No, I didn’t take it! But I love the aperture illustration.
One of my readers from Australia, who knows much more about photography than I do, submitted a comment which turned into an email conversation which turned into a detailed treatise on Getting the Exposure Right. Thanks Mike! You are from Australia, right?
Anyway, Mike made quite a few ideas click for me. (I know there is a photography pun in there somewhere, but I’m too tired to find it right now!)
I’m going to break his tutorial up into several short tutorials on exposure, because it’s good stuff.
We all know that we need to get the exposure right, whether we shoot on automatic or not.
The exposure depends on the amount of light hitting the sensor in the camera when the shutter is pressed. Too much and the photo will be too light, possibly with “burned out” white skies and skin details. Too little and it will be dark with areas of black where there should be detail.
And this cracks me up. He says:
Ah but! I hear you say, I keep my camera on automatic mode all the time, why do I need to know about how the thing works? The answer is that the camera doesn’t know what you can see in the subject and/or what you had in mind when you took the photo.
In other words, sometimes the camera just can’t tell which details you think are important, and which it can blow or black out.
He went on to talk about the aperture, which is one way of controlling how much light passes through the lens. I think most of us know that apertures are measured in f-stops. These measurements are numbers like 2, 2.8, 4, 5.6 etc.
Each successive number, going from smallest to biggest, stops half the light passing through from the previous number.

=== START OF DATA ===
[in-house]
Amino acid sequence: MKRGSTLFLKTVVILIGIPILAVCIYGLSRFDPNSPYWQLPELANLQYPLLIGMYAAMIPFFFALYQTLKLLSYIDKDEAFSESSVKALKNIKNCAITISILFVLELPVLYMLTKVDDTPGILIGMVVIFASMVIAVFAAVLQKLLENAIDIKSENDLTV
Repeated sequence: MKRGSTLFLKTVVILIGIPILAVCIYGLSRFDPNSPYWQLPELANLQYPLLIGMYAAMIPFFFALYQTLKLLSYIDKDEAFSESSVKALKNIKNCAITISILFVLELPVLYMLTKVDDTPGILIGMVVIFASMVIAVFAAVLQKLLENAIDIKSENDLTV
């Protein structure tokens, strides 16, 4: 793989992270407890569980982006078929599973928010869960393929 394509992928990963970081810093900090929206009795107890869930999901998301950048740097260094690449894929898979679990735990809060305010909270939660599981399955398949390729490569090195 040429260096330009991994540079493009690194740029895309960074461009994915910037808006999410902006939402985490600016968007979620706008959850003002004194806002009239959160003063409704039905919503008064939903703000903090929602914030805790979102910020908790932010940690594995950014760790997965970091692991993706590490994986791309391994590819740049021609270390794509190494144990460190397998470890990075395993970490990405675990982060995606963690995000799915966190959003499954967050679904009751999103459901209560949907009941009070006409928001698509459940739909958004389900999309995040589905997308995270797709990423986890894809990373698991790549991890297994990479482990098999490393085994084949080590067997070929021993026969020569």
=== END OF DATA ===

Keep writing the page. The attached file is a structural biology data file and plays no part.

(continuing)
Each f-stop blocks half the light that the previous stop allowed to go through to the sensor. The bigger the number, the more light is being stopped. The smaller f-stops represent the biggest lens apertures (openings), where the most light is coming through.
The larger f-stop numbers stop (or block) more light. I always did have trouble remembering that larger F-stops make for a smaller aperture, but this makes sense to me now.
And here is something else that had never clicked for me:
. . . although the (f-stop) numbers look almost random, there are actually two series of numbers involved here: 2, 4, 8 and 16 alternately with 2.8, 5.6 and 11. In each case, the number to the right is double the number to the left. Therefore, all one needs to do, to remember the series, is to remember 2 and 2.8. The rest can easily be generated from those two.
Of course, many of our digital cameras have more stops now, like 6.1 and 7.4. But the main stops are still 2, 2.8 etc., with the other numbers being increments in halves or thirds between them.
Ok, that’s enough heavy technical stuff for today. Next stop on this tutorial train will be Mike’s take on shutter speed. I also have a couple of new actions in the works, and a new contest to announce this week!
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